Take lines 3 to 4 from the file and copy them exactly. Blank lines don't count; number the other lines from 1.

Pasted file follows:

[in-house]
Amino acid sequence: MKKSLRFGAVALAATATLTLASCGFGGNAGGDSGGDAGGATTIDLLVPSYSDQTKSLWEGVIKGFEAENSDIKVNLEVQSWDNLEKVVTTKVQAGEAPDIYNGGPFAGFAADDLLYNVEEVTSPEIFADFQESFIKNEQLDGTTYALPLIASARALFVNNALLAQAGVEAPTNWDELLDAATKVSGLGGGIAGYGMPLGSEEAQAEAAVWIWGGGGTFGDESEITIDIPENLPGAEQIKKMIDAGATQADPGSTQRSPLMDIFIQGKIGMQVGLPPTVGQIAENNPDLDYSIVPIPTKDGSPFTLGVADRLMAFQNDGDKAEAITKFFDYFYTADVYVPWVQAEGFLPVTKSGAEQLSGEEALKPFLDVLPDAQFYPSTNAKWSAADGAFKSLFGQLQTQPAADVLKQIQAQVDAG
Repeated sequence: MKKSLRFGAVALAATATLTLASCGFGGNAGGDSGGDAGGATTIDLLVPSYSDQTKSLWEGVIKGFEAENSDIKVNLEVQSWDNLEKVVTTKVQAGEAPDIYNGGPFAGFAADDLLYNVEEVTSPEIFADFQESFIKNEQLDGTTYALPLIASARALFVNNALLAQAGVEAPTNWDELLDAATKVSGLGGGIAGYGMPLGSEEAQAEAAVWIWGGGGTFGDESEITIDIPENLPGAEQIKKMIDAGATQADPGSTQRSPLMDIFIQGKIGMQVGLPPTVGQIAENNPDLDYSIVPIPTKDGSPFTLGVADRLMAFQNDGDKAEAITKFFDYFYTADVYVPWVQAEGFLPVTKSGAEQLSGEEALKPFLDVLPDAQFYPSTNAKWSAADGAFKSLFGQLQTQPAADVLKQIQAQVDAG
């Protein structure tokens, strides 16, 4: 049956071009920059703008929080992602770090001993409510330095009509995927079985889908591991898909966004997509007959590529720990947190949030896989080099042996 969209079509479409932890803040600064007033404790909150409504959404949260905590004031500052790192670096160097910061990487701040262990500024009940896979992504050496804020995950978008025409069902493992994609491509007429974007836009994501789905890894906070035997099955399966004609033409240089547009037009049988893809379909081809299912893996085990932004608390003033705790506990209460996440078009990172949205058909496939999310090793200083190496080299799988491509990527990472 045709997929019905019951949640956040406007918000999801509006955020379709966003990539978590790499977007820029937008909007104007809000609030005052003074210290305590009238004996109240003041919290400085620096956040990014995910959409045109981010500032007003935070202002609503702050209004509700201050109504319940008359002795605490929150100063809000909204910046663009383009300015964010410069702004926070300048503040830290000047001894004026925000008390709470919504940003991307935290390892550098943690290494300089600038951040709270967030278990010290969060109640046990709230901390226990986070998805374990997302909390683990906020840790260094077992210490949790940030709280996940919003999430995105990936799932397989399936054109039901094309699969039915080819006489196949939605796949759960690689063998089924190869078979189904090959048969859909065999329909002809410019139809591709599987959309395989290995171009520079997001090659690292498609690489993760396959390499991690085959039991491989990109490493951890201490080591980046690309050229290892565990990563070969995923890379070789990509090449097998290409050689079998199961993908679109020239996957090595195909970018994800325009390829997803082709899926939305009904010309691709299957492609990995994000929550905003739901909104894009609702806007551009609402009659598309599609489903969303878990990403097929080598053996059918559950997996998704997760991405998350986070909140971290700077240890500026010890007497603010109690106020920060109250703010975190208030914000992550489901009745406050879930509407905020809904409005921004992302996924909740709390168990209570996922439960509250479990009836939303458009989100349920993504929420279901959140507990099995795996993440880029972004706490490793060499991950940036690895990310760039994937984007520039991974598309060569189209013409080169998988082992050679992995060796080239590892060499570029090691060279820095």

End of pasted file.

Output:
Repeated sequence: MKKSLRFGAVALAATATLTLASCGFGGNAGGDSGGDAGGATTIDLLVPSYSDQTKSLWEGVIKGFEAENSDIKVNLEVQSWDNLEKVVTTKVQAGEAPDIYNGGPFAGFAADDLLYNVEEVTSPEIFADFQESFIKNEQLDGTTYALPLIASARALFVNNALLAQAGVEAPTNWDELLDAATKVSGLGGGIAGYGMPLGSEEAQAEAAVWIWGGGGTFGDESEITIDIPENLPGAEQIKKMIDAGATQADPGSTQRSPLMDIFIQGKIGMQVGLPPTVGQIAENNPDLDYSIVPIPTKDGSPFTLGVADRLMAFQNDGDKAEAITKFFDYFYTADVYVPWVQAEGFLPVTKSGAEQLSGEEALKPFLDVLPDAQFYPSTNAKWSAADGAFKSLFGQLQTQPAADVLKQIQAQVDAG
């Protein structure tokens, strides 16, 4: 049956071009920059703008929080992602770090001993409510330095009509995927079985889908591991898909966004997509007959590529720990947190949030896989080099042996 969209079509479409932890803040600064007033404790909150409504959404949260905590004031500052790192670096160097910061990487701040262990500024009940896979992504050496804020995950978008025409069902493992994609491509007429974007836009994501789905890894906070035997099955399966004609033409240089547009037009049988893809379909081809299912893996085990932004608390003033705790506990209460996440078009990172949205058909496939999310090793200083190496080299799988491509990527990472 045709997929019905019951949640956040406007918000999801509006955020379709966003990539978590790499977007820029937008909007104007809000609030005052003074210290305590009238004996109240003041919290400085620096956040990014995910959409045109981010500032007003935070202002609503702050209004509700201050109504319940008359002795605490929150100063809000909204910046663009383009300015964010410069702004926070300048503040830290000047001894004026925000008390709470919504940003991307935290390892550098943690290494300089600038951040709270967030278990010290969060109640046990709230901390226990986070998805374990997302909390683990906020840790260094077992210490949790940030709280996940919003999430995105990936799932397989399936054109039901094309699969039915080819006489196949939605796949759960690689063998089924190869078979189904090959048969859909065999329909002809410019139809591709599987959309395989290995171009520079997001090659690292498609690489993760396959390499991690085959039991491989990109490493951890201490080591980046690309050229290892565990990563070969995923890379070789990509090449097998290409050689079998199961993908679109020239996957090595195909970018994800325009390829997803082709899926939305009904010309691709299957492609990995994000929550905003739901909104894009609702806007551009609402009659598309599609489903969303878990990403097929080598053996059918559950997996998704997760991405998350986070909140971290700077240890500026010890007497603010109690106020920060109250703010975190208030914000992550489901009745406050879930509407905020809904409005921004992302996924909740709390168990209570996922439960509250479990009836939303458009989100349920993504929420279901959140507990099995795996993440880029972004706490490793060499991950940036690895990310760039994937984007520039991974598309060569189209013409080169998988082992050679992995060796080239590892060499570029090691060279820095």